The rhetorical legacy of Samuel Taylor Coleridge: Method, 'ethos', and imagination.

Persistent Link:
http://hdl.handle.net/10150/185841
Title:
The rhetorical legacy of Samuel Taylor Coleridge: Method, 'ethos', and imagination.
Author:
Veeder, Rex Lee.
Issue Date:
1992
Publisher:
The University of Arizona.
Rights:
Copyright © is held by the author. Digital access to this material is made possible by the University Libraries, University of Arizona. Further transmission, reproduction or presentation (such as public display or performance) of protected items is prohibited except with permission of the author.
Abstract:
Rhetoricians and literary scholars have commonly accepted the idea that there is no "Romantic Rhetoric." However, a number of theorists (Richards, Burke, Berlin, and Berthoff) have speculated that Samuel Taylor Coleridge left a rhetorical legacy in his "Essays on the Principles of Method," Biographia Literaria, Logic, and Aids to Reflection. My dissertation develops the implications of what they have suggested, explores Coleridge's rhetoric, and discusses how that rhetoric might be applied to composition classes in our time. Specifically, the key to Coleridge's approach to the composition of knowledge centers around the creation of an ethos through language that interprets both inner experience and the world of the senses. His methods for establishing a relationship between the inner and outer world offer us strategies for encouraging students to find personal yet unified views of our diverse society.
Type:
text; Dissertation-Reproduction (electronic)
Keywords:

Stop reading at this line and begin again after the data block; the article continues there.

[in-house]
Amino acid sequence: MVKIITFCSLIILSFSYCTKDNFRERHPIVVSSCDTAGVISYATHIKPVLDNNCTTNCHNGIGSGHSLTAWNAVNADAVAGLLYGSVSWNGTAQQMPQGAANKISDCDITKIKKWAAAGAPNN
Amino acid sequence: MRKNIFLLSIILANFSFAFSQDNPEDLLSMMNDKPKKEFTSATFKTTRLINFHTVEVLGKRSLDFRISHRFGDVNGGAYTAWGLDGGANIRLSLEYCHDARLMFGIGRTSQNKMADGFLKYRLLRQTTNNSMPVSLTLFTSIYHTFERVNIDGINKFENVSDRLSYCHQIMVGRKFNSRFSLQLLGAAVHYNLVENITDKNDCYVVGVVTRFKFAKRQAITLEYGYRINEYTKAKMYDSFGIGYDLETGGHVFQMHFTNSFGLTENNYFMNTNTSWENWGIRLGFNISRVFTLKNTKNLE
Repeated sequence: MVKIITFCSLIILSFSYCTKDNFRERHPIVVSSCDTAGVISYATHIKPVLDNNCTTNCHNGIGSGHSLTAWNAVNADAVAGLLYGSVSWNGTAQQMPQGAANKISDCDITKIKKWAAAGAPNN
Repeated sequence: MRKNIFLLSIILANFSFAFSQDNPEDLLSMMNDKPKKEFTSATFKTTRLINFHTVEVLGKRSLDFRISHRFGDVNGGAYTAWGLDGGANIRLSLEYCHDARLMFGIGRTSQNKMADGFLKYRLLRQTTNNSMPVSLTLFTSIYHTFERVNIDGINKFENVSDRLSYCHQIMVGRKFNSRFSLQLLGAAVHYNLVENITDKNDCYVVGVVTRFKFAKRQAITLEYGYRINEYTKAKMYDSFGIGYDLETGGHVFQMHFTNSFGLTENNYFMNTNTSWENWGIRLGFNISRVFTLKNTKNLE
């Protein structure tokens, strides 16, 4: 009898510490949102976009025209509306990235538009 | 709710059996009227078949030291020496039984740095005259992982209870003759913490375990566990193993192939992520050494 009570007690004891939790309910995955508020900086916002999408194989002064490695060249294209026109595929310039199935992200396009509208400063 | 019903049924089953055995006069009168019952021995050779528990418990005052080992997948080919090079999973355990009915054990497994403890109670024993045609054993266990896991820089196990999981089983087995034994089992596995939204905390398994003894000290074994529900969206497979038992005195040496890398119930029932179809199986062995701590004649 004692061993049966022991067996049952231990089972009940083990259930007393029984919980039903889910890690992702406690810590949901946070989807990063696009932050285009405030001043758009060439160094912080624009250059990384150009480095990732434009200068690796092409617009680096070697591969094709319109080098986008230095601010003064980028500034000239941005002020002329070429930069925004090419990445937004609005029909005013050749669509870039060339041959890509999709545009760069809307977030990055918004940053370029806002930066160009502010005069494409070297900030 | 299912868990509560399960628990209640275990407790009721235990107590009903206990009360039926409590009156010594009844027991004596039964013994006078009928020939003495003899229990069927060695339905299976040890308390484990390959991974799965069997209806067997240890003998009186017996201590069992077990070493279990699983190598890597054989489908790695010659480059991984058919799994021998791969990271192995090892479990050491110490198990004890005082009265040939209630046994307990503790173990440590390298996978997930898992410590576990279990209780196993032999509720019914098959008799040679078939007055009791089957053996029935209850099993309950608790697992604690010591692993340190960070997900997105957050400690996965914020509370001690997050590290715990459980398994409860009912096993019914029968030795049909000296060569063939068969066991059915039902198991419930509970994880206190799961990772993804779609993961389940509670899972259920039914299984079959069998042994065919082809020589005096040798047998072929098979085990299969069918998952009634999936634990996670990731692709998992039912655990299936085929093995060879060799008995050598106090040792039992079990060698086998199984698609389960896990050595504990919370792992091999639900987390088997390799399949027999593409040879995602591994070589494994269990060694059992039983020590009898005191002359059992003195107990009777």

Dissertations, Academic.; English language -- Rhetoric.; English literature.
Degree Name:
Ph.D.
Degree Level:
doctoral
Degree Program:
English; Graduate College
Degree Grantor:
University of Arizona
Advisor:
Enos, Theresa

Full metadata record

DC FieldValue Language
dc.language.isoenen_US
dc.titleThe rhetorical legacy of Samuel Taylor Coleridge: Method, 'ethos', and imagination.en_US
dc.creatorVeeder, Rex Lee.en_US
dc.contributor.authorVeeder, Rex Lee.en_US
dc.date.issued1992en_US
dc.publisherThe University of Arizona.en_US
dc.rightsCopyright © is held by the author. Digital access to this material is made possible by the University Libraries, University of Arizona. Further transmission, reproduction or presentation (such as public display or performance) of protected items is prohibited except with permission of the author.en_US
dc.description.abstractRhetoricians and literary scholars have commonly accepted the idea that there is no "Romantic Rhetoric." However, a number of theorists (Richards, Burke, Berlin, and Berthoff) have speculated that Samuel Taylor Coleridge left a rhetorical legacy in his "Essays on the Principles of Method," Biographia Literaria, Logic, and Aids to Reflection. My dissertation develops the implications of what they have suggested, explores Coleridge's rhetoric, and discusses how that rhetoric might be applied to composition classes in our time. Specifically, the key to Coleridge's approach to the composition of knowledge centers around the creation of an ethos through language that interprets both inner experience and the world of the senses. His methods for establishing a relationship between the inner and outer world offer us strategies for encouraging students to find personal yet unified views of our diverse society.en_US
dc.typetexten_US
dc.typeDissertation-Reproduction (electronic)en_US
dc.subjectDissertations, Academic.en_US
dc.subjectEnglish language -- Rhetoric.en_US
dc.subjectEnglish literature.en_US
thesis.degree.namePh.D.en_US
thesis.degree.leveldoctoralen_US
thesis.degree.disciplineEnglishen_US
thesis.degree.disciplineGraduate Collegeen_US
thesis.degree.grantorUniversity of Arizonaen_US
dc.contributor.advisorEnos, Theresaen_US
dc.contributor.committeememberRoen, Duaneen_US
dc.contributor.committeememberWillard, Thomasen_US
dc.identifier.proquest9229837en_US
dc.identifier.oclc712662304en_US
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